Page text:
The American Express Membership Rewards program has been on a steady downhill climb. While programs like Chase Ultimate Rewards and Citi ThankYou have added valuable transfer partners, Membership Rewards has either lost them or experienced devaluations-by-association. First, Continental Airlines ceased its transfer partnership in 2011, then Delta began a series of (seemingly never-ending) devaluations, and even Singapore KrisFlyer has jumped on the bandwagon.
Chase is set to overtake American Express in the premium credit card market and Citi is getting competitive with the Prestige card. With a one-per-lifetime credit card bonus policy and a questionable move meant to enhance their Platinum Card, American Express needs to do a better job of catering to what their cardholders really want: Better transfer partners and more relevant card benefits.
Before I get into my grievances, I want to acknowledge that American Express does several things right. For starters, they have some of the best purchase and travel protections of any card issuer. Their Membership Rewards-earning credit cards not only have fairly generous sign-up bonuses (public and targeted), but their category bonuses are also some of the best out there.
Not to mention, the travel perks offered by the Amex Platinum cards pretty much set the trend that Chase and Citi expanded on with their premium credit card line-ups. The problem is that while Chase and Citi have upped the ante, Amex has sat back and done little to stay competitive.
The biggest problem with the Membership Rewards program is the lack of decent transfer partners. To stay competitive, Amex needs to add at least one domestic airline rewards program that isn’t Delta SkyMiles. Since losing Continental Airlines back in 2011 (which was doomed anyway), they have done little to acquire another domestic transfer partner.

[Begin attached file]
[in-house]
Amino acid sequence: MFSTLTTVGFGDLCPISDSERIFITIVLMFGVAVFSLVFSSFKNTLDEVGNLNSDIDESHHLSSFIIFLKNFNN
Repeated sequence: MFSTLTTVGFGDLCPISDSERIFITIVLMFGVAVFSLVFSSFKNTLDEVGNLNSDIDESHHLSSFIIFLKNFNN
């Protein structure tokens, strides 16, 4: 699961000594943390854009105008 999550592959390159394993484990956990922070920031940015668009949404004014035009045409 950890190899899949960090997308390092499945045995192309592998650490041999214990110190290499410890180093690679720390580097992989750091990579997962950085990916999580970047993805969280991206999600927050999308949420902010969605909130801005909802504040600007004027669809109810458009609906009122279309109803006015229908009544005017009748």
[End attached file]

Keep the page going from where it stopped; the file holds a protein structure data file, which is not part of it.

Virgin America? The 2:1 transfer ratio is absurd and makes it difficult to justify transferring points in most scenarios. The absolute best thing Amex can do to rectify this situation is to add Alaska Airlines as a transfer partner. Not only are they a growing airline with their acquisition of Virgin America, they also have extensive partnerships with domestic and international carriers, giving their members the opportunity to redeem miles to virtually any place in the world.
Some of you might wonder whether a Membership Rewards – Alaska MileagePlan partnership might lead to a devaluation. Considering Amex’s restrictions around credit card sign-up bonuses and manufactured spending, I don’t think Alaska MileagePlan would be in danger of the same abuses that may have contributed to United and Delta’s devaluations.
When miles are too easily accumulated, airlines tend to devalue them. I don’t see that becoming a major problem for Alaska Airlines, considering Amex’s policies around restricting activities by “gamers.” Including Alaska as a transfer partner would be a huge boost to the Membership Rewards program, giving it a substantial advantage over Citi ThankYou and even Chase Ultimate Rewards.
There are other smaller things Amex can do to make their Membership Rewards program more competitive. For starters, they need to lower the annual fee on their Platinum Card. I suspect by increasing it to $550 Amex was trying to distinguish the card from competitors like the Chase Sapphire Reserve and Citi Prestige.
Not only was it a bad move to increase the annual fee by $100 but a lot of members do not appreciate the addition of $200 annual Uber credit. Or the restrictions around the annual $200 airline fee credit. Amex needs to do away with the requirement of choosing an airline and redeeming credits with that one only. In fact, allow cardholders to redeem their $200 credit towards any travel purchase, like the Chase Sapphire Reserve does.
To improve its Membership Rewards program, American Express needs to include more desirable transfer partners that don’t impose fuel surcharges or high redemption rates. Alaska MileagePlan would be the perfect fit for this.
Doing away with unpopular card features and lowering the annual fee on their premium Platinum card is another way they’ll get back into cardholders’ good graces. That’s my two cents on the topic. What do you think Amex can do to improve their rewards program?